The most efficient way to do this is through influencers. They might be colleagues and family in your existing network, your friends from way back when, or complete strangers in your industry who would be happy to collaborate. Do yourself a favor and find these influencers first so you can get the traffic and engagement you desire.

8. Not generating your own content.

If you exclusively share content published by other people, then you're a content DJ.

Now, there's nothing inherently wrong with being a content DJ. It's great to give shout outs to other thought leaders and businesses in your industry. And sure, people may find you have an exceptional taste in shared content.

Related Book: Ultimate Guide to Platform Building by Wendy Keller

But the problem is that, when it comes down to it, you're convincing your fans to go elsewhere for industry knowledge.

So rather than relying only on shared content, make an effort to generate your own. Develop your own voice, express your own opinions, and publish content that your audience will care about. Once you start doing that, there's no reason you can't supplement it with other content from around the web. The more the merrier!

9. Convincing yourself to post less.

Sure, it is possible to overdo the online activity and become spammy. But chances are that you're not posting nearly enough. Not even close. You're probably publishing way too little content, you're not engaging with your audience enough, and you're definitely not active enough on social media.

Remember, when drafting a social media posting schedule, you're not looking to check off boxes, you're looking to get attention for yourself and your brand.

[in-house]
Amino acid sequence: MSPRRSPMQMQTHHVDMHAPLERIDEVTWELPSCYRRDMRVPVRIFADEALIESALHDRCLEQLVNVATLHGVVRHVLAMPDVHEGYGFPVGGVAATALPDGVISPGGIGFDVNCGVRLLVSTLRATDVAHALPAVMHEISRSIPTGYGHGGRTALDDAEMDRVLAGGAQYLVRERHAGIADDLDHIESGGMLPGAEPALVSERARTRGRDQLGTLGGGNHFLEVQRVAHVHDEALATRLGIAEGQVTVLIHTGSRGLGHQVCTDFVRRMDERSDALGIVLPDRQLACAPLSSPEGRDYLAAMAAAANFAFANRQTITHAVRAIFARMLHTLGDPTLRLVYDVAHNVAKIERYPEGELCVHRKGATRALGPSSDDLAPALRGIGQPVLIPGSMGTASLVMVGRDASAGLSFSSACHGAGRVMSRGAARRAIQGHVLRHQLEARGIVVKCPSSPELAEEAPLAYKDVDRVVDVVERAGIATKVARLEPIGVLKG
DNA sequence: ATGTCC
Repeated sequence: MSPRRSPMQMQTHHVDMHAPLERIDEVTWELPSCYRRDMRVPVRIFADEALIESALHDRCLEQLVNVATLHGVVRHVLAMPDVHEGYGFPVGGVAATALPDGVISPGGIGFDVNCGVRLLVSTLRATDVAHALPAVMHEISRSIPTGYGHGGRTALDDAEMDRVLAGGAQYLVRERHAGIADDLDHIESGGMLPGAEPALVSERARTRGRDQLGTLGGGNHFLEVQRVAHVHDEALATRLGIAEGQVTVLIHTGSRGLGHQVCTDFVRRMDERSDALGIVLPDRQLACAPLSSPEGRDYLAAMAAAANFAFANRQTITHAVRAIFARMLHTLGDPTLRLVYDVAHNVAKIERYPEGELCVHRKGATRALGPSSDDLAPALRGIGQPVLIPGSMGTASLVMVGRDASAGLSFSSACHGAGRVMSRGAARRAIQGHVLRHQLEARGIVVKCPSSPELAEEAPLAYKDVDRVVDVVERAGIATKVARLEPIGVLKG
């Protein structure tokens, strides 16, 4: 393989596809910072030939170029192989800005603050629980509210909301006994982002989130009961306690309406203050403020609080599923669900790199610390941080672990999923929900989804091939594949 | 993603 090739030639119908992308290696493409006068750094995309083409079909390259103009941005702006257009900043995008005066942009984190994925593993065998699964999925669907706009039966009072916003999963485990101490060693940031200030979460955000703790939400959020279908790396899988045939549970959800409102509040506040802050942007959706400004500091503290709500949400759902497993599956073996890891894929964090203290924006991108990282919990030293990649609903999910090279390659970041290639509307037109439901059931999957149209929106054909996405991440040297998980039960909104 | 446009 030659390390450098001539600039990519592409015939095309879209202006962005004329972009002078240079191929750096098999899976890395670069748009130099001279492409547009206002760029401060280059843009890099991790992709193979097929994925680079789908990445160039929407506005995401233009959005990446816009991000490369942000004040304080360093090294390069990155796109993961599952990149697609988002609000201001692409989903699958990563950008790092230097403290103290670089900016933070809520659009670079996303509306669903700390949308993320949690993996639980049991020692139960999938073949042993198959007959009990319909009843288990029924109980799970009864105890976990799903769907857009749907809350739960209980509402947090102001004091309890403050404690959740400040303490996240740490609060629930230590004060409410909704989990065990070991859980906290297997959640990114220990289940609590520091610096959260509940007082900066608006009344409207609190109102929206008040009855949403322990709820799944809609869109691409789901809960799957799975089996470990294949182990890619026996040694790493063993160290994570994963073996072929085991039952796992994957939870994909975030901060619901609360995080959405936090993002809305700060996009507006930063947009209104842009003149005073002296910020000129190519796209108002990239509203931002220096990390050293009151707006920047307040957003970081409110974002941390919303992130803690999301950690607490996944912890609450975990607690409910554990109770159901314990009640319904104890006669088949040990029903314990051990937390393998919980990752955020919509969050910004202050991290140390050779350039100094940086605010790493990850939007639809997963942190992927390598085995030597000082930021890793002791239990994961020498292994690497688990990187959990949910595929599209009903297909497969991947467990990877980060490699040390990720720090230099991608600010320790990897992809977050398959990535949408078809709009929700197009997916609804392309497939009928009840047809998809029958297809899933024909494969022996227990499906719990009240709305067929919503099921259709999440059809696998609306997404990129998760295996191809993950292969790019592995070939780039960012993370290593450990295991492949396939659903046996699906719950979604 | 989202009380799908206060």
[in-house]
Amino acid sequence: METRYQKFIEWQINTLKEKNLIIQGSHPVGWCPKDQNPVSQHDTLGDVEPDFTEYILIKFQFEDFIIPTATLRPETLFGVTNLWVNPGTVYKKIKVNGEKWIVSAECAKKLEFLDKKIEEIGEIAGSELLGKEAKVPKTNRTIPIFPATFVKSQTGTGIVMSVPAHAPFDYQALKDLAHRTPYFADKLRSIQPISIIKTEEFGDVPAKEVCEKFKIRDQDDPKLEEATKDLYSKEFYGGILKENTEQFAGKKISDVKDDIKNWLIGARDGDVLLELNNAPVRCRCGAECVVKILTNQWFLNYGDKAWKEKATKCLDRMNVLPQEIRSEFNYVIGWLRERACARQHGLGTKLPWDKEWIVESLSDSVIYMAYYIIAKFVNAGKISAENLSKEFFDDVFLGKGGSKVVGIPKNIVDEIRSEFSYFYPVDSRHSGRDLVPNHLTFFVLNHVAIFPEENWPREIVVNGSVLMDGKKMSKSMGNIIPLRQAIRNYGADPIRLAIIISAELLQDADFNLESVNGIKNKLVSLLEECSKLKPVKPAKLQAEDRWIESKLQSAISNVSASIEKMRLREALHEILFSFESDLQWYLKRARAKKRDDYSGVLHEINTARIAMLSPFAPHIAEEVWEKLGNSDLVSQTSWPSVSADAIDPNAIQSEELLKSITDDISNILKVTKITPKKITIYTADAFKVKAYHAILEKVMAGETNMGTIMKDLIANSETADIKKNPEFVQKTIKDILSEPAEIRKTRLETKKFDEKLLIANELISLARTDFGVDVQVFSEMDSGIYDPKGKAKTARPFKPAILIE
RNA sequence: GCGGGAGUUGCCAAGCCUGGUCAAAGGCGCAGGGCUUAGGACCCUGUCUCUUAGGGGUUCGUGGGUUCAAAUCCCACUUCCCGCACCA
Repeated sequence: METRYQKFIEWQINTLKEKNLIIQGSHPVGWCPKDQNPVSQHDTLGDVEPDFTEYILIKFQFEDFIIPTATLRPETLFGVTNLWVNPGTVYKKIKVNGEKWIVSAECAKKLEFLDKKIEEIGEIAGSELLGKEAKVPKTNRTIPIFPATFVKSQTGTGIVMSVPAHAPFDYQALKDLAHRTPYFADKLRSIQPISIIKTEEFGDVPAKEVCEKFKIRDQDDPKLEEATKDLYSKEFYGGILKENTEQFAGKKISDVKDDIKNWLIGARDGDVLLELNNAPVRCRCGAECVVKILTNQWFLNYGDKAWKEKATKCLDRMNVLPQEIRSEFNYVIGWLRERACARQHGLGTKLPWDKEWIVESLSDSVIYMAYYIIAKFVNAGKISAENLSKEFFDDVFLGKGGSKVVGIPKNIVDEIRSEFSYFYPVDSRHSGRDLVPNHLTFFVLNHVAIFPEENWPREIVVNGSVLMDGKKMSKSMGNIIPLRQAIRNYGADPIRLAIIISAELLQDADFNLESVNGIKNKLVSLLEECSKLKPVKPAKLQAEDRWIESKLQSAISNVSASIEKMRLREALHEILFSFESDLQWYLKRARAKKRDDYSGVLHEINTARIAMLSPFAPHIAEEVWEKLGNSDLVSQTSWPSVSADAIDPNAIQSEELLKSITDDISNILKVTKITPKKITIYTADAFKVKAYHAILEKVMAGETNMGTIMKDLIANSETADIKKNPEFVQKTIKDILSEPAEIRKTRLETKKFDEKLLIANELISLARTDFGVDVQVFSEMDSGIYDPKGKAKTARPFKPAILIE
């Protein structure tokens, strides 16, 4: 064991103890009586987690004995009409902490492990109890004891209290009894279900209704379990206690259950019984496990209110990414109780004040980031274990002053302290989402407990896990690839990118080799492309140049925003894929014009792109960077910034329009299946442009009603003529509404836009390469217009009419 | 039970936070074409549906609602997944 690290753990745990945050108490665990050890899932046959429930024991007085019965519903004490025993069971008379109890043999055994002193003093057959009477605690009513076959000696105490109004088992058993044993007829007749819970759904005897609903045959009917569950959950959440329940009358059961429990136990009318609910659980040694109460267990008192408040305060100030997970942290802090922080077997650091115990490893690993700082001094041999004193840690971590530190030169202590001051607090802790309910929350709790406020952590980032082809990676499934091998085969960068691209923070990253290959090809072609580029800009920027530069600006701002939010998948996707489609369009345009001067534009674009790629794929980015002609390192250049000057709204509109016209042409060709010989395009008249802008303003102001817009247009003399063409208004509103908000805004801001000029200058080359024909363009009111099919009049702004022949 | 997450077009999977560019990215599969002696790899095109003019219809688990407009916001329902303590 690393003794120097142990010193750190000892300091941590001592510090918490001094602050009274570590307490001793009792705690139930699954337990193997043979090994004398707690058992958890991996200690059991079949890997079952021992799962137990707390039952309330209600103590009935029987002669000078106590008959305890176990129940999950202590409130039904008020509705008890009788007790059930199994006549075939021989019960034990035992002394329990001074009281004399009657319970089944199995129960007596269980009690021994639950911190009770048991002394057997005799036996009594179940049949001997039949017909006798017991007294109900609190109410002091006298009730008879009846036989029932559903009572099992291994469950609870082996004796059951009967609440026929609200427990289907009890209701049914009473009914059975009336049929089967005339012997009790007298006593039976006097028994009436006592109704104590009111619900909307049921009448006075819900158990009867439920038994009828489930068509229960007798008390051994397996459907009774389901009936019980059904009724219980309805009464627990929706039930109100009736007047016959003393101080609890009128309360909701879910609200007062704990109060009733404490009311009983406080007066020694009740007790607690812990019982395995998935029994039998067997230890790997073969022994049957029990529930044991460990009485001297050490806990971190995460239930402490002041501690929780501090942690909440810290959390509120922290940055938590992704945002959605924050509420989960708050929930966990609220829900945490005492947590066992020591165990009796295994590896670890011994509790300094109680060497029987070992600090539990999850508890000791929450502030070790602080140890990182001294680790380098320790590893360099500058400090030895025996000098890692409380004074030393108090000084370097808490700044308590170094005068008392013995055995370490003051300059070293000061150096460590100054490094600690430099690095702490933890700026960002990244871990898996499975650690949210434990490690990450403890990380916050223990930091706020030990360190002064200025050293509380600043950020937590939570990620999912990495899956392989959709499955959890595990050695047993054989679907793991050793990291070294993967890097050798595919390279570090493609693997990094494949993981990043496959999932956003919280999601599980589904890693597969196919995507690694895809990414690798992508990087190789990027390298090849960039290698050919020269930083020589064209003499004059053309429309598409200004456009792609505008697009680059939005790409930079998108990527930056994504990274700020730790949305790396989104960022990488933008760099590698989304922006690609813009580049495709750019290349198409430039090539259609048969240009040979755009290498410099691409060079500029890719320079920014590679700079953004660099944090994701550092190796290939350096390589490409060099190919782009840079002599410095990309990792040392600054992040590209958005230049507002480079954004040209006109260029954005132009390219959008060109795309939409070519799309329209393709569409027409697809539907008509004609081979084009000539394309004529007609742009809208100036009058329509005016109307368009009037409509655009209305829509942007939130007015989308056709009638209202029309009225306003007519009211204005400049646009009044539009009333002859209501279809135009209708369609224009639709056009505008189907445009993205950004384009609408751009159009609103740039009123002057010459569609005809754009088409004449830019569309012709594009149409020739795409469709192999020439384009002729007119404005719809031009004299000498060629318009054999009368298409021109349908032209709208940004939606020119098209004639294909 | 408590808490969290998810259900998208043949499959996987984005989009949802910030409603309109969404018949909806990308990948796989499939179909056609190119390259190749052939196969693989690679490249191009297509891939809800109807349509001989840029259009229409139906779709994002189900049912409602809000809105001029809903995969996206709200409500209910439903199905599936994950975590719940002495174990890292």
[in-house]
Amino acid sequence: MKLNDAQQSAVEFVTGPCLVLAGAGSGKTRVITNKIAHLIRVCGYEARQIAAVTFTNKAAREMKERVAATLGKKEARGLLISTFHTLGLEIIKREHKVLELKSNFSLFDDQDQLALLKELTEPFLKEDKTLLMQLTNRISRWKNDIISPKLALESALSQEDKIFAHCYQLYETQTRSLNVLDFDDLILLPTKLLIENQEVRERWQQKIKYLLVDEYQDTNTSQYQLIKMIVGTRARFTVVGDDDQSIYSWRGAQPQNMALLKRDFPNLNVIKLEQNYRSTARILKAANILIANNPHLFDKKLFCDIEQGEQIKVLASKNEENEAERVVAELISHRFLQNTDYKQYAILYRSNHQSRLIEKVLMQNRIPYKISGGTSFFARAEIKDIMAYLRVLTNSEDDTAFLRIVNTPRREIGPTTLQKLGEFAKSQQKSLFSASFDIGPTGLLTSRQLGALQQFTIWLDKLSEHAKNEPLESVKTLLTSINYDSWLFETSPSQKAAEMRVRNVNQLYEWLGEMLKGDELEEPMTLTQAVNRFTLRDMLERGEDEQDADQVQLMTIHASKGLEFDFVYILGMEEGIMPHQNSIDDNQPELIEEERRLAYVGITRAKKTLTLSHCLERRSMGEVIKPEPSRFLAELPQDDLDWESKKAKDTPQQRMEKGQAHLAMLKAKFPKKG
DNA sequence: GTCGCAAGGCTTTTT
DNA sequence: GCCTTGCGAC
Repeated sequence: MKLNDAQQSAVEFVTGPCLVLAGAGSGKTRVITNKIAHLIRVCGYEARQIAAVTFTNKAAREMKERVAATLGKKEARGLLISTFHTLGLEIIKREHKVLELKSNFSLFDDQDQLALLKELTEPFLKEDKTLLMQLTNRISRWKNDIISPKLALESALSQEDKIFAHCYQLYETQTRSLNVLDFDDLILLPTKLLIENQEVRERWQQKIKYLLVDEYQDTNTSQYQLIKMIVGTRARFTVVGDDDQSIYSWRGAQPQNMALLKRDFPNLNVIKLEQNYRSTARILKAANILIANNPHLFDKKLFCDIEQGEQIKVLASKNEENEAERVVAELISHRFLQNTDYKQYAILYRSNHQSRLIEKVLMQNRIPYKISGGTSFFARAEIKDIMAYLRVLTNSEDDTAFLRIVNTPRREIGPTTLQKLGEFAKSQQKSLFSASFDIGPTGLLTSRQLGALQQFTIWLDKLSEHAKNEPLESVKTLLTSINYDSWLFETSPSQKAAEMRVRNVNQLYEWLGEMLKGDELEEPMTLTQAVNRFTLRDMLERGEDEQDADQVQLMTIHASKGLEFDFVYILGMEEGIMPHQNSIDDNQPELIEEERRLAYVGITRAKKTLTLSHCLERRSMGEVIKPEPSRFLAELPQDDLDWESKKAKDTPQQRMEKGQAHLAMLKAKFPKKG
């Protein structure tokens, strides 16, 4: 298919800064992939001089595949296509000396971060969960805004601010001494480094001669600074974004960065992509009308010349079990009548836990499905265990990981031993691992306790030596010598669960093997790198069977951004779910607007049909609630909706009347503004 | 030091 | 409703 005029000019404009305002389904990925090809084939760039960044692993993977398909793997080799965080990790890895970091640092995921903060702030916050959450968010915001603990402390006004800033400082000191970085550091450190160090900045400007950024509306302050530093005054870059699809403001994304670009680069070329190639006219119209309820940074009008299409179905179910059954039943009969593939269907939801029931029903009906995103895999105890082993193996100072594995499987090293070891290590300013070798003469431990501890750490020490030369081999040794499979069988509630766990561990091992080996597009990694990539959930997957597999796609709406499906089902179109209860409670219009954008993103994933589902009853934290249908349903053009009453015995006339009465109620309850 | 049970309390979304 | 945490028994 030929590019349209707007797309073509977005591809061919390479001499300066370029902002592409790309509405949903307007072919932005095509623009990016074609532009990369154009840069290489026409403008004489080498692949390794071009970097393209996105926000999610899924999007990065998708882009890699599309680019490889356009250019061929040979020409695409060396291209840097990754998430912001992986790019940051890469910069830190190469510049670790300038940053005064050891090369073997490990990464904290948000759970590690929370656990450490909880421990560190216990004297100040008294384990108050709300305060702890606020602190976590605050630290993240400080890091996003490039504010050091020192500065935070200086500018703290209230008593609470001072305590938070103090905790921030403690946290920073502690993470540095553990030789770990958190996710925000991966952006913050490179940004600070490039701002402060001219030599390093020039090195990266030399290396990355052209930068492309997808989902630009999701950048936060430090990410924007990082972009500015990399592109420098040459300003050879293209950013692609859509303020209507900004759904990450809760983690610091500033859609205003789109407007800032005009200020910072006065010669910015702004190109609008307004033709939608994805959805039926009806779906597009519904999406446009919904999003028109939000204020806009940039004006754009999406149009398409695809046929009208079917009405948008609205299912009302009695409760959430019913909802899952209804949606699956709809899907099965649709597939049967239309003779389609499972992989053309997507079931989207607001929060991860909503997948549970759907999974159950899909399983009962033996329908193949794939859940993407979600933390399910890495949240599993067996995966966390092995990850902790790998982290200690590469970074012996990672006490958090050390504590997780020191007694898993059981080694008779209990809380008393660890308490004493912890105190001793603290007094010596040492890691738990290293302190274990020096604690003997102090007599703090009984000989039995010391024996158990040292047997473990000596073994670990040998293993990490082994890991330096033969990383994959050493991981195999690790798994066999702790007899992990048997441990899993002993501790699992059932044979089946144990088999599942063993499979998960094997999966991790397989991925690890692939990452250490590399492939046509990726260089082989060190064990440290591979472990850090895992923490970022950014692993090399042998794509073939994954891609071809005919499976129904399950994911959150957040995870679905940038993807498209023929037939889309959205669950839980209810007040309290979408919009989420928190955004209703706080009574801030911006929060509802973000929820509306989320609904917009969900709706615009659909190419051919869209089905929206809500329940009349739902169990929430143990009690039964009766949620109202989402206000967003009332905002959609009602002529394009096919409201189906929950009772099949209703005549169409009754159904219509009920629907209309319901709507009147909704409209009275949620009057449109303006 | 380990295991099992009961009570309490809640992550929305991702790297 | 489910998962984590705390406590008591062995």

If you post a video once a week or once a day, you're going to get a lot more attention than if you post once a month or once a quarter. You can't spend a lifetime on one post or one tweet and simply hope that it goes viral.

Remember, consistency is key. The likelihood of your audience seeing your content in a noisy digital space is already tiny. The last thing you need is to lower that probability even more. Get active, and get active now!

10. Getting followers for the sake of followers.

Getting followers for the sake of simply growing your follower count is a rookie mistake. If you have 500,000 followers and get no engagement on your updates, what's the point? Your content is still getting ignored and nobody new is thinking about your business. You're not fooling anyone.

What is more valuable to you? 500,000 fake followers or two dozen die hard fans that engage with your content every week? I'll go with the engaged followers every time. They're much more likely to tell their friends and share your content -- and to buy from you -- than the 1-cent followers you bought from that dude on Craigslist.

If you're keen on growing your following quickly, then my suggestion is to use a tool like Crowdfire, where you can customize the people you want to follow based on keywords, hashtags, and specific audiences.

Ryan Erskine

Brand Strategist, VIP Department at BrandYourself

Ryan Erskine is a Brand Strategist at BrandYourself and a leading expert in personal branding and online reputation management. He empowers individuals and businesses to develop their personal and corporate brands, take control of their search results, and position themselves as thought leaders in their industries. He's completely rebranded online images for everyone from c-suite executives and entrepreneurs to middle market professionals and college graduates.